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Brrrraving the Winter Chill

The pretty part of winter

I hope all my readers in the northern states are staying warm(-ish). The coldest I’ve ever been in my life was in Chicago in a long-ago December, when the temperature hovered just below zero. But that’s nothing compared to the negative 56 (before wind chill!) experienced by Cotton, Minnesota yesterday morning. I just…can’t even imagine what that feels like.

But not everyone is averse to cold weather, and this Arctic chill got me thinking about the many cold-destination options available for hardy travelers (or foolhardy, depending on your perspective).

There’s Antarctica, of course (one of my bucket-list items), with a normal mid-winter temperature of -20. Or you can head to the other end of the earth, to Svalbard, Norway: there, in exchange for braving temps right around zero, you’ll be rewarded with a view of the Northern Lights.

If you’re one of those crazy folks who like to throw themselves headfirst down a mountain, you could go skiing on Mt. Denali in Alaska, where the winter temps fall below -70. At the Harbin Ice and Snow Sculpture Festival in China, 10 degrees will feel downright balmy by comparison, but it’s still plenty cold enough for their massive bridges, slides, and other structures carved out of ice.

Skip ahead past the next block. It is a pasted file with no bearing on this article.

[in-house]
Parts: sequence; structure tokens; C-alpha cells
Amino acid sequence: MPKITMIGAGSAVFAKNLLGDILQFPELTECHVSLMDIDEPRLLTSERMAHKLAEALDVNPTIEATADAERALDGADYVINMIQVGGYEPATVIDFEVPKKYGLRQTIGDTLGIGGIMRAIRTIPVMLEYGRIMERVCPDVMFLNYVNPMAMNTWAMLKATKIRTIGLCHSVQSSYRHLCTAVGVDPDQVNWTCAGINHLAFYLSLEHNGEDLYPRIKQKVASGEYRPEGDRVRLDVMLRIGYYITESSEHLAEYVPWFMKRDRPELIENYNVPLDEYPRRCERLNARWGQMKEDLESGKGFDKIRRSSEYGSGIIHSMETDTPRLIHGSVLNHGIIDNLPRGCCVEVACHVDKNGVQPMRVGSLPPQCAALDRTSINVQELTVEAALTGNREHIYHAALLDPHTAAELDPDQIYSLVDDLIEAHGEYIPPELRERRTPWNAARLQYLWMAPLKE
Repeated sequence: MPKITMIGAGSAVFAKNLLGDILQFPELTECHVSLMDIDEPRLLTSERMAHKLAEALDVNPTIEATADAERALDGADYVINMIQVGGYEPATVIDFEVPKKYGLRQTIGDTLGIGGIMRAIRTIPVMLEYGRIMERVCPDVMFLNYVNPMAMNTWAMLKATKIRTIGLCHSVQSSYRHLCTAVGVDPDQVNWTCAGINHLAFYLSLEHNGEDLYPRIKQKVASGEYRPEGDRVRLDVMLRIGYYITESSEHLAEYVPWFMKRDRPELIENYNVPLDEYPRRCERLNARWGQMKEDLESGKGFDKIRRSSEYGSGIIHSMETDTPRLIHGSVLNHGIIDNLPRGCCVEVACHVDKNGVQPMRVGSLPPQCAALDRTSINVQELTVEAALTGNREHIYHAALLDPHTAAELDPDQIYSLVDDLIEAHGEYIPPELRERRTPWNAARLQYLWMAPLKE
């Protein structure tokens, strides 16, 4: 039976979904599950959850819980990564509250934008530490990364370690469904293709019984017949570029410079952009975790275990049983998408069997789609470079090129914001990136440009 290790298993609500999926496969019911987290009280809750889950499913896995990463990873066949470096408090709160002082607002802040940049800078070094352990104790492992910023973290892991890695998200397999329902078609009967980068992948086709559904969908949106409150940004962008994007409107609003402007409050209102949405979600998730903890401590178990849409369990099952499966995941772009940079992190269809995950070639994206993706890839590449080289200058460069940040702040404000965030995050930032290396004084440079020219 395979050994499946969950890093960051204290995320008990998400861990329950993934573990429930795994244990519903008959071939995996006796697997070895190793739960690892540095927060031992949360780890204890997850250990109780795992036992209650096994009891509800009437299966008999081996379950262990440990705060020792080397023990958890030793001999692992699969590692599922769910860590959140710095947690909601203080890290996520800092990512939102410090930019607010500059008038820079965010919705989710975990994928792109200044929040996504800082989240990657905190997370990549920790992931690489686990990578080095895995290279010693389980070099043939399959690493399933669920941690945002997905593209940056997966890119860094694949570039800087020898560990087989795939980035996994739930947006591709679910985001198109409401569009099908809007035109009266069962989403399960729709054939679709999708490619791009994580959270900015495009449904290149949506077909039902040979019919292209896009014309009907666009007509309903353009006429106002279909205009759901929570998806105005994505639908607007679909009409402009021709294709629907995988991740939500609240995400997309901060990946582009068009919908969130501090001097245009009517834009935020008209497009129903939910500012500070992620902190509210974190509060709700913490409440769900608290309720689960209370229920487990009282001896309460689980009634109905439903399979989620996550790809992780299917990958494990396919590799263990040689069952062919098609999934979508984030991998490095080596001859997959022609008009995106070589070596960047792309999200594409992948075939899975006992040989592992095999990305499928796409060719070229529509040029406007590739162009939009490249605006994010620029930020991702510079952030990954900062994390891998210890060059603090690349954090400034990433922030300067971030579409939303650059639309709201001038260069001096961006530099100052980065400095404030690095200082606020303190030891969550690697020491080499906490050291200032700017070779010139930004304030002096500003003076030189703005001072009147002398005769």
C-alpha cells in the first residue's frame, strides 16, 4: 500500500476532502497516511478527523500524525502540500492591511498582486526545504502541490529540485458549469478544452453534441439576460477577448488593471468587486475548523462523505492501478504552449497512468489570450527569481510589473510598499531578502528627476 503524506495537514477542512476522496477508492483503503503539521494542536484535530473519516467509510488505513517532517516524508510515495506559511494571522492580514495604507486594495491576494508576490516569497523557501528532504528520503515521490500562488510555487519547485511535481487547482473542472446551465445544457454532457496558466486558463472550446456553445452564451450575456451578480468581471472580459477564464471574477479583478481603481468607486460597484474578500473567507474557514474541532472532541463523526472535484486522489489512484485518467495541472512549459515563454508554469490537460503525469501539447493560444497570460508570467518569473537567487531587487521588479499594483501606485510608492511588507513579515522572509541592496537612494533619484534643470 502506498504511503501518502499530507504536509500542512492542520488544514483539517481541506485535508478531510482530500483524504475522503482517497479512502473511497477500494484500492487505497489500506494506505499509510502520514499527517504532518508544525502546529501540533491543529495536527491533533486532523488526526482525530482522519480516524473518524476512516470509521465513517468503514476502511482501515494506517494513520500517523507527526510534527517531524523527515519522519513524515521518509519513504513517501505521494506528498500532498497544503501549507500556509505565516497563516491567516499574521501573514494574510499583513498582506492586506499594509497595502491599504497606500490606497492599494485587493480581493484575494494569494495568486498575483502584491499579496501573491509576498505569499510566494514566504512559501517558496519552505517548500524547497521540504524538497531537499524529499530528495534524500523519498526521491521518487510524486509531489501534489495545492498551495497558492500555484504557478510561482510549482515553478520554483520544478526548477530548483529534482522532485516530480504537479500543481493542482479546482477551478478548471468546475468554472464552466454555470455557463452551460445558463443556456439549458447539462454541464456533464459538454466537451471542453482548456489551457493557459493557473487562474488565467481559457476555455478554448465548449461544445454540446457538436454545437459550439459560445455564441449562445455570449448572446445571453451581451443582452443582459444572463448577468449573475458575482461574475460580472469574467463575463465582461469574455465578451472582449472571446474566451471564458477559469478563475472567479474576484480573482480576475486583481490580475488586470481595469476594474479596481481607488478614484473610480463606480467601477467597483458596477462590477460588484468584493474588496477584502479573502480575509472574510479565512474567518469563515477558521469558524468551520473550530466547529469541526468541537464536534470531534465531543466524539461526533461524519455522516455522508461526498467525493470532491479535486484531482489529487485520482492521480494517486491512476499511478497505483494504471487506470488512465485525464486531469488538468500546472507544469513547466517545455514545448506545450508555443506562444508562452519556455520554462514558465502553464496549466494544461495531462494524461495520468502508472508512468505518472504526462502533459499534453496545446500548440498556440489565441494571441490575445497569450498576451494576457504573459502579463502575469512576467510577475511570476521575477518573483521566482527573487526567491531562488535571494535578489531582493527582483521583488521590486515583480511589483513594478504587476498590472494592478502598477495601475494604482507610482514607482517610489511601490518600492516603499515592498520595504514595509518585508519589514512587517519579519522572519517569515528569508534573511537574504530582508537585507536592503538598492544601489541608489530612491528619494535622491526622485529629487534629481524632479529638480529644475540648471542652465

Or, to prove your hard-core winter bona fides, you could spend a night at a hotel made entirely out of ice. Seriously. There are several ice hotels around the world now, with the most famous ones in Sweden and Quebec. Your room will be about 25 degrees. They don’t recommend staying more than one night.

I do like winter, though I admit I’m mainly in it for the snow and the hot chocolate (I’m drinking a mug now, in solidarity with the Minnesotans). Sleeping on a bed of ice is a bridge too far for me, but I’d pull on a pair of thermal underwear for the aurora borealis.

For everyone else not enjoying the current polar vortex – don’t despair! There are places in the world right now that are warm. Call your favorite travel agent and ask for a plane ticket to the Equator.

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